I. The Exhibit   |   II. The Man   |   III. The Connection   |   IV. The Outline 2004 westhorizon.com
    George Wagner: Painter.
As though in a trance, he paints. There is no method to the madness, it's madness in method. The paint is applied to the surface as though by the whim of the paint itself. The paint wants to meet the canvas; it wants to become alive within the fury of color; it wants to become another piece in the texture. As colors being to build, and build, the image forms. It is not because he intended it. It is only because the paint willed it. He is an avatar for some distant muse toying with the colorful reality behind the artist's eyes.
This is just one aspect to the man, the painter, the style: George Wagner. One reason is because there is no one style, nor one man present. It is a constantly changing surface, just as his paintings are--living, dreaming, striving, and evolving. In this exhibit one can see a plethora of images and each one not quite like the next. Not only in it's form, or it's color, but also in its creation. He is never satisfied with one route, one way of doing things. There is no one truth, no universal mode, and no transcendent definition of art. Art is what it made of art, what becomes of it, and what it felt by it.
His span of work is a testament to that philosophy. His very skill in painting is living proof of such. George Wagner never had any education or any methodical approach to painting. In fact, his first strokes upon canvas were in experiment, in need for an outlet. He found painting as this source for expression, and through out his life, he has evolved that expression to suit the maturing person within him. There is no one style that can fit him, as long as he lives his works will grow with his own experience. The constantly changing painting which is George Wagner will continue to be layered upon with new paint with each passing experience, and each need to express the feelings created by it.
As a young man, he experimented with smooth, carefully blended strokes. As his skill with the brush improved, the paintings became much more abstract. Not quite impressionist, yet the smooth forms of traditionalist representation fragmented and exaggerated. His paintings became more profound, and their scope of emotion deeper. With each new step in experimentation his style changed. Often these steps were nothing short of leaps, and the extent of change was violently extreme. This has been his bane in the art world. They seek consistency in style, repetition in form. Yet for an artist this means stagnation, the death of creativity. He refuses to commercialize his expressions into one mode.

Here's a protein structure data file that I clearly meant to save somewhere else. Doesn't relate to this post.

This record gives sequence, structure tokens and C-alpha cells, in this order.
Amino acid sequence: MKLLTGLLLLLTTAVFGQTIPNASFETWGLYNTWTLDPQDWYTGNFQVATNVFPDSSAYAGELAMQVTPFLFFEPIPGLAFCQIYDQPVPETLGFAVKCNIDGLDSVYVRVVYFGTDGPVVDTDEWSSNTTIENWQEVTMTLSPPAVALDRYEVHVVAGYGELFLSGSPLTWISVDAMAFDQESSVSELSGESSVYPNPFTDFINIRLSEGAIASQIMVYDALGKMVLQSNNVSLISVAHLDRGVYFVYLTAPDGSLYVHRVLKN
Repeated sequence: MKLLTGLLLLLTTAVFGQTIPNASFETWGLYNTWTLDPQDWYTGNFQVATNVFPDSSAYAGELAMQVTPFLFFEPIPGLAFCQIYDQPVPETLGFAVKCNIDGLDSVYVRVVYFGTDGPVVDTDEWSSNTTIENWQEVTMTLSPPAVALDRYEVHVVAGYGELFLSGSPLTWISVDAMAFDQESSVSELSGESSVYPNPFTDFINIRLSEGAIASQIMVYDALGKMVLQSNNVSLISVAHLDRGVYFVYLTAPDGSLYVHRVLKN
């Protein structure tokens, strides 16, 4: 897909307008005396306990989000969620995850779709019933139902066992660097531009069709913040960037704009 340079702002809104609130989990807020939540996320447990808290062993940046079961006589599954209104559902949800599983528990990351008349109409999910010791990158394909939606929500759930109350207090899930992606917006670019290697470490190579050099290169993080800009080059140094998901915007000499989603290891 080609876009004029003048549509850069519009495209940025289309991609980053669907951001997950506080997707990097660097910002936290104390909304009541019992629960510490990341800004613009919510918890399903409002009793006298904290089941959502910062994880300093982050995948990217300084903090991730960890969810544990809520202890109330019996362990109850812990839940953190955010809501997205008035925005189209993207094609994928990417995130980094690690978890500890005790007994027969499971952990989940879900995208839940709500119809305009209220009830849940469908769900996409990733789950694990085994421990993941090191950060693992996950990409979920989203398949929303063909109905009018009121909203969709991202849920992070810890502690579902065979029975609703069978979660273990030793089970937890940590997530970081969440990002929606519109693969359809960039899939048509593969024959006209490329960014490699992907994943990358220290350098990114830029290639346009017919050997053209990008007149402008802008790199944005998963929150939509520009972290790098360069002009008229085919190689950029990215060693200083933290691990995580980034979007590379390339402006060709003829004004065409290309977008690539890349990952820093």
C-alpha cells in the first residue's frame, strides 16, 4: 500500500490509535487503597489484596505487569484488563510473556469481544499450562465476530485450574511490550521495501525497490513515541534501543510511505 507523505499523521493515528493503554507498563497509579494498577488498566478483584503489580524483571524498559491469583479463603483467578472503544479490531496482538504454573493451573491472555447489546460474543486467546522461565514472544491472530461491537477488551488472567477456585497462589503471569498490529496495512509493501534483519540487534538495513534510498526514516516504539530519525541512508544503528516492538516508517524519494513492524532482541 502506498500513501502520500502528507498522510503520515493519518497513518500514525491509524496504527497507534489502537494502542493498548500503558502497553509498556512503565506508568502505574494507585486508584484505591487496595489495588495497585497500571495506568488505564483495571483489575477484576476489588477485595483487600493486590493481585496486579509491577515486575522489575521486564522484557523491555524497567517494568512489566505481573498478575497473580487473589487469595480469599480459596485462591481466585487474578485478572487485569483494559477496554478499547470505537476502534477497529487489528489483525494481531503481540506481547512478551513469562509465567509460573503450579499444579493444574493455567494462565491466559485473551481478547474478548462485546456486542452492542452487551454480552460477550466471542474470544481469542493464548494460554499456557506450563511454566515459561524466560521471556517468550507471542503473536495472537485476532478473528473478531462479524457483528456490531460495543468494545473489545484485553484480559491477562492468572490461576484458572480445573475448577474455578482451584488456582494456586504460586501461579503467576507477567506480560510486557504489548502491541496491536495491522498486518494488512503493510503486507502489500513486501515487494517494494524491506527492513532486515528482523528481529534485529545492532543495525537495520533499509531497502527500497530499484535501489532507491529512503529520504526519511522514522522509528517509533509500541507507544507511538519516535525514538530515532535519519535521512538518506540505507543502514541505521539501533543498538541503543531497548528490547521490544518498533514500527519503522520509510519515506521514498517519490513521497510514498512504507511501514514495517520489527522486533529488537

In part because of this, George Wagner has become the quintessential starving artist. His living conditions are meager and his work insults his nature. Yet it is strikingly obvious what consumes his soul; his apartment is littered with paintings. So many that one can hardly walk through it save the small path cleared amongst the wreckage. Though his hands are often used to produce the works of mindless labor, it is merely a vehicle towards a higher goal. Sometimes the very practical limitations placed on him require him to adapt and change his way of expression. This means stretching the limits of acceptable media at times, this shown in form of the ink drawings he made using polished wood doors and tables as a canvas.
There is so much in art that can be spoken in words, yet there is so much more that is not to be spoken. Such is why it becomes art, because it explains the unexplainable. When you look at the expansive works that George Wagner has done, you begin to understand a part of him which he would never dare breathe from his own lips. At times you can see the pain and depression. In others a sense of obsession is present. Whichever painting you see, you view not only the subject on the surface of the paint, but also you view him within that; his very inner being: George Wagner.

- Daniel Westhoven      

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